Federal NDP Leader Tom Mulcair says he has taken political stings in his home province of Quebec for supporting Newfoundland and Labrador's bid to tap hydroelectric power at Muskrat Falls, but his support remains strong.
'Some of the arguments in Quebec [included the thought], 'Well, nobody else has ever had these loan guarantees.' My answer was apply for them, rather than try to take them away from someone else'—Tom Mulcair
"I was the only federal politician in the province of Quebec to come out in favour of loan guarantees for Muskrat Falls [and] the Lower Churchill during the last election campaign," Mulcair told CBC News.
"In fact, I took a lot of heat for that position. But as I said during the campaign, look, you can't preach in favour of green renewable energy and then come out against it just because it's in a neighbour's backyard."
Mulcair said he not only was still fully behind a federal loan guarantee for Muskrat — which the federal Conservatives announced before the 2011 election — but that the measure had the full support of the NDP's 58-member Quebec caucus.
"Some of the arguments in Quebec [included the thought], 'Well, nobody else has ever had these loan guarantees.' My answer was apply for them, rather than try to take them away from someone else."
While Mulcair has continued the support for Muskrat Falls that former leader Jack Layton had announced in 2011, he said there is no great difference of opinion between the federal party and provincial New Democrats, who have been hammering the proposal at the house of assembly.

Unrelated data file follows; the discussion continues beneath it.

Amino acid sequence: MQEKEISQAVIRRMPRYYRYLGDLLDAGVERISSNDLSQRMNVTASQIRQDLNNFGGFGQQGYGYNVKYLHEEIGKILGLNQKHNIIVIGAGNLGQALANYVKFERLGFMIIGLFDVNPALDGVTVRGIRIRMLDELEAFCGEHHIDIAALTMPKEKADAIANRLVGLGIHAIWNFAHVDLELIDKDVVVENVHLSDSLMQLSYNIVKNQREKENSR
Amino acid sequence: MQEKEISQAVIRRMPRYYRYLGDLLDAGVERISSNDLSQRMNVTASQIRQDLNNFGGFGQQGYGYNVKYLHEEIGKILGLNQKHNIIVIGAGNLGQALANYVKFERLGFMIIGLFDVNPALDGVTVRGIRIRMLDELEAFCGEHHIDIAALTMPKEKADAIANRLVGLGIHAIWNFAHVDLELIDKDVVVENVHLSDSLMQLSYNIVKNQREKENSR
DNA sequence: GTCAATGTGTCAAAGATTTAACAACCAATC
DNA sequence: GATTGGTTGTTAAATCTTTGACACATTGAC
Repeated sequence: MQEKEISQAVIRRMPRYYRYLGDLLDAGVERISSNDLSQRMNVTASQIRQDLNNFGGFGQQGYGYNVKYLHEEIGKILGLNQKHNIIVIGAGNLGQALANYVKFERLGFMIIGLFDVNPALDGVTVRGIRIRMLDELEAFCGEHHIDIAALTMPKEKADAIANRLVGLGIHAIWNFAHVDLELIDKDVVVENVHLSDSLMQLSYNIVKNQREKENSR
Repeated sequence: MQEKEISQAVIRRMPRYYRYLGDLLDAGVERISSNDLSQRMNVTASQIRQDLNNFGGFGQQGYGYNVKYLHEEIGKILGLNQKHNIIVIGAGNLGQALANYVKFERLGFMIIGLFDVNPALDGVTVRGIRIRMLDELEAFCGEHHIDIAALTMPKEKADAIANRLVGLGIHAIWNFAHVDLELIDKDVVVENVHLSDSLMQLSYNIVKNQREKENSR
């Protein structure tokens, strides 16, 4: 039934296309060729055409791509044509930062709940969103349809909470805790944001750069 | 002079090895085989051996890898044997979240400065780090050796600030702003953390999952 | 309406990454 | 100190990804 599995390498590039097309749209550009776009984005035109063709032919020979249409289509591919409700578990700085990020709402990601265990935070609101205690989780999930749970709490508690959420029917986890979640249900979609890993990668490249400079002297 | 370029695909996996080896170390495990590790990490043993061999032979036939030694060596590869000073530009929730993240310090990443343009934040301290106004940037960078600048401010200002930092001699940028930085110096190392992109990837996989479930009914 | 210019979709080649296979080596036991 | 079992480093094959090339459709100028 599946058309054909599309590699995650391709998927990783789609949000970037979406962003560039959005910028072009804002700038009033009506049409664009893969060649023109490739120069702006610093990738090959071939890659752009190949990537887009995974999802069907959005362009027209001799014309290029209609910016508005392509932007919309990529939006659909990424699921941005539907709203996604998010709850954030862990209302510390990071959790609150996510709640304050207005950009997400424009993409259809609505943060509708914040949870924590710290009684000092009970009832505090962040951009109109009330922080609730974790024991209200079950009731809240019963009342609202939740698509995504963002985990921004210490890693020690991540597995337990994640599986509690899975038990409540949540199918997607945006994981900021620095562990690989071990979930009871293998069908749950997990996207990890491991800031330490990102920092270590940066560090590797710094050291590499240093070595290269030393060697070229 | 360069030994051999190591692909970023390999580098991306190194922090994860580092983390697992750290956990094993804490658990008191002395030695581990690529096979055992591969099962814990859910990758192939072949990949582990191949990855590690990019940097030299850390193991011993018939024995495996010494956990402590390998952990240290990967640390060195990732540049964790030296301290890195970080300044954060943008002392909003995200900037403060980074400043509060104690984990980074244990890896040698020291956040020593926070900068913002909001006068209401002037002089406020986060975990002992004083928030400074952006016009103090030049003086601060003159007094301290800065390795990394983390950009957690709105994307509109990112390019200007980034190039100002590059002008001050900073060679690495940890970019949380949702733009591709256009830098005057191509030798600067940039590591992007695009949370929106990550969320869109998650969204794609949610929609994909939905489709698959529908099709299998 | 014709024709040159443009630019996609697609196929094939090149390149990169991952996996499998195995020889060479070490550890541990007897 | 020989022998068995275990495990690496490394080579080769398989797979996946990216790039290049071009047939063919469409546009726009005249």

"I think [provincial leader] Lorraine Michael is doing her job of calling the government to account," Mulcair said.
Calls Penashue a marionette
Meanwhile, Mulcair, who spoke during a provincial party gathering in St. John's on Saturday, brushed aside criticism from Intergovernmental Affairs Minister Peter Penashue, who is Newfoundland and Labrador's federal cabinet representative.
A statement issued from Penashue's office attacked Mulcair for pursuing "his party’s dangerous economic experiments and high tax agenda," and that he "wants to shut down the responsible development of our resources and kill jobs." Penashue's statement chided Mulcair for criticizing how Alberta's oilsands are being developed.
"It's very disappointing to hear someone who was once relatively progressive like Peter Penashue parroting the lines fed to him by Stephen Harper's prime minister's office," said Mulcair, who also described Penashue as a "marionette" of the prime minister.